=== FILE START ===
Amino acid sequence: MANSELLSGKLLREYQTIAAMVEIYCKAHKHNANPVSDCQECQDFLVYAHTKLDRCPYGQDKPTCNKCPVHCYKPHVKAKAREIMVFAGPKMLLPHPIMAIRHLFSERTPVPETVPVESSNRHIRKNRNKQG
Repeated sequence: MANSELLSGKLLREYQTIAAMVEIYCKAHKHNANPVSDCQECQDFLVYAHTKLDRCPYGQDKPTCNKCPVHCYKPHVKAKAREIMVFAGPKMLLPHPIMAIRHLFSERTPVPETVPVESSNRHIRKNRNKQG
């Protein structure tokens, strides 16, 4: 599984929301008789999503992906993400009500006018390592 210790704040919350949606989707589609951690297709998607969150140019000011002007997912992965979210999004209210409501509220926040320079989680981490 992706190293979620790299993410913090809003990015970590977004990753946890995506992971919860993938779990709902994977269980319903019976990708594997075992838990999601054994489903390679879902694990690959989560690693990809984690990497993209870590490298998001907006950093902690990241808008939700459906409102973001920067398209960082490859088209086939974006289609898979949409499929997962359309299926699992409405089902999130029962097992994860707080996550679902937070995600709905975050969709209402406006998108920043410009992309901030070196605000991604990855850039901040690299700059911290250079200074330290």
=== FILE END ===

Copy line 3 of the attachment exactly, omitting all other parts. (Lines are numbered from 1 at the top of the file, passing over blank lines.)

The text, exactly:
């Protein structure tokens, strides 16, 4: 599984929301008789999503992906993400009500006018390592 210790704040919350949606989707589609951690297709998607969150140019000011002007997912992965979210999004209210409501509220926040320079989680981490 992706190293979620790299993410913090809003990015970590977004990753946890995506992971919860993938779990709902994977269980319903019976990708594997075992838990999601054994489903390679879902694990690959989560690693990809984690990497993209870590490298998001907006950093902690990241808008939700459906409102973001920067398209960082490859088209086939974006289609898979949409499929997962359309299926699992409405089902999130029962097992994860707080996550679902937070995600709905975050969709209402406006998108920043410009992309901030070196605000991604990855850039901040690299700059911290250079200074330290």